An orchestral work by the Pet Shop Boys about the life of wartime codebreaker Alan Turing is to have its world premiere at this year's BBC Proms.
The two-month music festival, which begins on 18 July, will also feature appearances by Paloma Faith and Rufus Wainwright.
This year's programme includes the first CBeebies and BBC Sport Proms.
Several Proms will also mark the centenary of the outbreak of World War One.
There will be 92 concerts in total, most of which take place at London's Royal Albert Hall.
The Pet Shop Boys Prom, on 23 July, will feature new orchestral arrangements of Pet Shop Boys songs along with the Turing-inspired work A Man from the Future.
Computer pioneer Turing received a posthumous royal pardon in December 2013, following a conviction for homosexual activity.
He worked at Bletchley Park during World War Two, and his work helped accelerate Allied efforts to read German naval messages enciphered with the Enigma machine.
"It is an honour for us to be invited to present some new music at the Proms and to celebrate Alan Turing 60 years after his death," Pet Shop Boys duo Neil Tennant and Chris Lowe said in a statement.
The orchestrations are by Sven Helbig who previously collaborated with Tennant and Lowe on their ballet, The Most Incredible Thing.
Proms director and BBC Radio 3 controller Roger Wright said the 40-minute work would have a key part for a narrator/actor and would tell the Turing story "but not in a strictly narrative way".
The 2014 Proms are the last to be directed by Wright, who leaves the BBC as the Proms begin in July.
Unveiling the line-up on Thursday, he said the aim "to bring the best classical music to the widest possible audience" was the same now as when the first Proms were held in 1895.
Marking the centenary of WW1, a War Horse Prom will include the life-size puppets from the National Theatre's stage production along with music performed by the Proms Military Wives Choir directed by Gareth Malone.
The festival will feature works by composers who lost their lives in the trenches as well as those who were inspired years after the conflict, including Benjamin Britten and Sally Beamish.
New War Hymn, written by Proms founder Sir Henry Wood in 1914, will also receive its modern-day premiere.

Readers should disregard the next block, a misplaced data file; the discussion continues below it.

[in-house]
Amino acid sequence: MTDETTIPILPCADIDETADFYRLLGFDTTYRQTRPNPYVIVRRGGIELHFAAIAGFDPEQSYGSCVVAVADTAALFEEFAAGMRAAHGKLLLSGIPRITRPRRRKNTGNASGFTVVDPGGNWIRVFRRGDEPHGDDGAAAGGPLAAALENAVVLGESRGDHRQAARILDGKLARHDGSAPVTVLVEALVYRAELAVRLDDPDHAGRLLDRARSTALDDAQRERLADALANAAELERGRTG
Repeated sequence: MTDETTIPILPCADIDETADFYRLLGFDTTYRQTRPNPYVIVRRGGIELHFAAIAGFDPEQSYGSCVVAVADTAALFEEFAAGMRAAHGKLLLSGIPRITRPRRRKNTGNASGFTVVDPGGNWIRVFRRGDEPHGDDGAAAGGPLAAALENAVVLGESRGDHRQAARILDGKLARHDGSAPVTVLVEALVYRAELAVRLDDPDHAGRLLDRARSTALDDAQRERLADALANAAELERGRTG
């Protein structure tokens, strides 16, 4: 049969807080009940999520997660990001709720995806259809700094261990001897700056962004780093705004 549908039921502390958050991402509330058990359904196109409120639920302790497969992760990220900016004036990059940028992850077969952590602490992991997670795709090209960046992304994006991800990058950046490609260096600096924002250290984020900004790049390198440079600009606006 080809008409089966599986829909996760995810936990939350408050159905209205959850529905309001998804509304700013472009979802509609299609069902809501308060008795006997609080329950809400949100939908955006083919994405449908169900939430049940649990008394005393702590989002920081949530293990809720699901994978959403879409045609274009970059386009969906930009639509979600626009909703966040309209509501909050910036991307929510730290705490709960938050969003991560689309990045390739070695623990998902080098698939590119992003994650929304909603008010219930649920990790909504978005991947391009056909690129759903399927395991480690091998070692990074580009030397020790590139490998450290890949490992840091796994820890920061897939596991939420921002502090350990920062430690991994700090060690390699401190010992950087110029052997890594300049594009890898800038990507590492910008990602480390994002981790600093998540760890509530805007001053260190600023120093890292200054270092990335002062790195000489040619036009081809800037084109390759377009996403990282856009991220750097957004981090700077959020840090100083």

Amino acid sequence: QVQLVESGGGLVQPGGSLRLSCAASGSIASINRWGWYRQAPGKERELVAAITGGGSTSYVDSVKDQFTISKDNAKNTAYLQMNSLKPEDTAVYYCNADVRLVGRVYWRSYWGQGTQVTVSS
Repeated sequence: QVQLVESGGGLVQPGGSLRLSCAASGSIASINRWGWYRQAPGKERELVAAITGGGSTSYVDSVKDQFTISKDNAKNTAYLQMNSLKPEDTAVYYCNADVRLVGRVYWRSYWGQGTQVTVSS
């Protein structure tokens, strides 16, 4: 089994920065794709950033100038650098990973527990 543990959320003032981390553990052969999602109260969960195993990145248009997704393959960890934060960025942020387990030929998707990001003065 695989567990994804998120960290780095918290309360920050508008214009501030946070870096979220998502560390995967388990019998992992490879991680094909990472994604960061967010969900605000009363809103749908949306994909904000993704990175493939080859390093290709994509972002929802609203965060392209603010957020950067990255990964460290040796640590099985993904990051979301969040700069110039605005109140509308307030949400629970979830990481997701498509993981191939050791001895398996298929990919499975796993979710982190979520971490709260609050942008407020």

"This is going to be the first modern performance, indeed there is a possibility that it might be the first performance itself," said Wright. "There is a bit of sketchiness about whether it was performed at the time it was written."
The Proms season will include two of the final works by the late Sir John Tavener, who died in November last year.
It will also see the return of Sir Neville Marriner, founder of the Academy of St Martin in the Fields orchestra, who at the age of 90 is thought to be the oldest conductor to perform at the Proms. Sir Neville last conducted a Prom in 1997.
The first BBC Sport Prom, hosted by Gabby Logan, takes place against the backdrop of the World Cup and Commonwealth Games. Featuring classical music associated with sport it will broadcast simultaneously on both BBC Radio 3 and, for the first time, on Radio 5 live.
Two CBeebies Proms, for pre-schoolers, will see popular children's characters introducing pieces of classical music. Admitting that the Radio 3 live broadcast might include "a certain amount of gurgling", Wright said: "The crucial thing is not making anything too long for that audience."
This year's Proms also feature the most international orchestras in Proms history, including ensembles from China, Greece, Iceland, Lapland and Qatar.
The climax of the annual festival, the Last Night Of The Proms on 13 September, will be conducted by Sakari Oramo, chief conductor of the BBC Symphony Orchestra. Star soloists include violinist Janine Jansen and baritone Roderick Williams.
The last night will open with the world premiere of Gavin Higgins' BBC commission, Velocity. It will also feature a Mary Poppins sing-along medley to mark the 50th anniversary of the Disney film.
"It's going from the sublime to the 'cor blimey'," joked Wright.
Wright, who became Radio 3 controller in 1998 and took over the Proms in 2007, begins a new job as chief executive of Aldeburgh Music in September.
He said he had no plans to attend the Proms this year. "Being the longest serving controller of any service in BBC history it's probably time to have a summer off," he said. "The great thing is I can hear them all every night. I can do what I used to do before I ran them which is cook and sit down and listen to Radio 3."
The BBC Proms runs from 18 July to 13 September. The full list of events can be found at the BBC Proms website.